What's more, even women who don't live below the poverty line or work for the government are now enrolling in Medicaid under the Affordable Care Act, which allows people making up to 138% of the federal poverty level to qualify. The Guttmacher Institute reports that the share of women of reproductive age without health insurance dropped from 17.9% to 13.9% between 2013 and 2014 — great news, except for the fact that to push the ACA through Congress, Obama was forced to sign an executive order pledging that expanded coverage would play by Hyde rules. Every year since, creative new restrictions on women's ability to access abortion care (such as mandatory delays between counseling sessions and the actual abortion, which can indirectly drive up the procedure's cost) have amplified the toll the amendment exacts.
Especially given that women denied an abortion are three times as likely as other women to have dropped below the federal poverty level two years later, let's call the Hyde Amendment what it is: structural violence against the most vulnerable women in America. "We must never forget that Hyde was created because low-income women were seen as easy targets, and it has persisted because of a pernicious disregard for the needs of low-income people," says Jessica González-Rojas, executive director of the National Latina Institute for Reproductive Health.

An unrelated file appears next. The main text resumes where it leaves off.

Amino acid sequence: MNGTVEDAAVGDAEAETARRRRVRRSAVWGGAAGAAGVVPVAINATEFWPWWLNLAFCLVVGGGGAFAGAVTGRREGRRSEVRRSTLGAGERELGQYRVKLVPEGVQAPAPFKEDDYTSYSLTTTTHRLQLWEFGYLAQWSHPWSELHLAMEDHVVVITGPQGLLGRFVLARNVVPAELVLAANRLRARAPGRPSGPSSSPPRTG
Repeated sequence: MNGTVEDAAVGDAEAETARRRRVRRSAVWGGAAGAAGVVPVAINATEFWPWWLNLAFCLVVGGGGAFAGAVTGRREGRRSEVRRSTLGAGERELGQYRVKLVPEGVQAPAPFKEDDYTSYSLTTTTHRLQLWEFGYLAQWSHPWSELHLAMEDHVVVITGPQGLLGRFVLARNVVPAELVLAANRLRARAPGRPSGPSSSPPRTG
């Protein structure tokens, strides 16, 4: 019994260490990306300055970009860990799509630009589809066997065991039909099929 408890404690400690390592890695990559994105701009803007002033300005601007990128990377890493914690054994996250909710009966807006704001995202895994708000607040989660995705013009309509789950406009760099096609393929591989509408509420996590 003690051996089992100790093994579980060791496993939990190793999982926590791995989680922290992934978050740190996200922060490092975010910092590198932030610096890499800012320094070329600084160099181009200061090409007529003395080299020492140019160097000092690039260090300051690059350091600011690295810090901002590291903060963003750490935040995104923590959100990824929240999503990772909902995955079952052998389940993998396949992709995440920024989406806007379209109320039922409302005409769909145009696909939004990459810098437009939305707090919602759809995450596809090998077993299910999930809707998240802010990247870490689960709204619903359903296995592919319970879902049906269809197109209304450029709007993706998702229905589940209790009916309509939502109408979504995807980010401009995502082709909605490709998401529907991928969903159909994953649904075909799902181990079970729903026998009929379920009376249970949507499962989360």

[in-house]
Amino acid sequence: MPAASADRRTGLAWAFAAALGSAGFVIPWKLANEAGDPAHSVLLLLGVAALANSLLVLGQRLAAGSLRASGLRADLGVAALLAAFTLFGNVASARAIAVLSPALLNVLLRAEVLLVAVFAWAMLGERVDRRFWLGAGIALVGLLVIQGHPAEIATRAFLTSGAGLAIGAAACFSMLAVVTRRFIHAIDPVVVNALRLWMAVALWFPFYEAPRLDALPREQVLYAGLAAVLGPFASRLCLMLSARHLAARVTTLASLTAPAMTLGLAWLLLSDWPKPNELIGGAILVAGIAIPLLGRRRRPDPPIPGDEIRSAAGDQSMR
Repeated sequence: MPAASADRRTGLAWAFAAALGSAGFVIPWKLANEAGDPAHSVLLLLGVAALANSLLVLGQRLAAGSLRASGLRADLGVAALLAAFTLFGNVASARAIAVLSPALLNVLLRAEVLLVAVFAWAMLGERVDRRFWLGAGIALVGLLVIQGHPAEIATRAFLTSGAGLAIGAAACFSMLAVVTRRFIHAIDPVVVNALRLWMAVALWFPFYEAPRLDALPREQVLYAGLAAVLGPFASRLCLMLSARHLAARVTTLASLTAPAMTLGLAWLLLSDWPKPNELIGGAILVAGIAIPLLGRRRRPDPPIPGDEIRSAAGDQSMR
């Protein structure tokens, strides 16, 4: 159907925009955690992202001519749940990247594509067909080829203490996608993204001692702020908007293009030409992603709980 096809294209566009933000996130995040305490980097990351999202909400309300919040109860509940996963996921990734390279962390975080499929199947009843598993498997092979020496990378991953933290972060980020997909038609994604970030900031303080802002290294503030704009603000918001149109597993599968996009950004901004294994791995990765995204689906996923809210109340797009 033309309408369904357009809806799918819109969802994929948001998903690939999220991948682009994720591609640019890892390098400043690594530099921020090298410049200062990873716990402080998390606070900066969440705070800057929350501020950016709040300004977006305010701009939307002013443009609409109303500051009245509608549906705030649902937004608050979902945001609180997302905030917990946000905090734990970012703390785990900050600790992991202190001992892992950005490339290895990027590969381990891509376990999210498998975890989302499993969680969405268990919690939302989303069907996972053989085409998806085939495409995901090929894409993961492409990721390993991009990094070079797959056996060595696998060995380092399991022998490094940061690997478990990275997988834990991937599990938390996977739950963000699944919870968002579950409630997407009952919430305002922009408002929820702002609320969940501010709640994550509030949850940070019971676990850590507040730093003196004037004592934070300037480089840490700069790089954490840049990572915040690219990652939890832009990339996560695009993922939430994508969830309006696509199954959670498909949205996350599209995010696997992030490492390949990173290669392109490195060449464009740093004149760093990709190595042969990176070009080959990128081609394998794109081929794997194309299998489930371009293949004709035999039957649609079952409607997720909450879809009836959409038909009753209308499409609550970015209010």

Since poverty rates among black and Hispanic women soar above the national average, the amendment is especially destructive to women in those groups. "For nearly four decades, this policy has wrought its damage on the lives of Latinas," González-Rojas continues, "going back to Rosie Jimenez, a Latina mom and teaching student who died because the Hyde Amendment denied her a safe and legal abortion."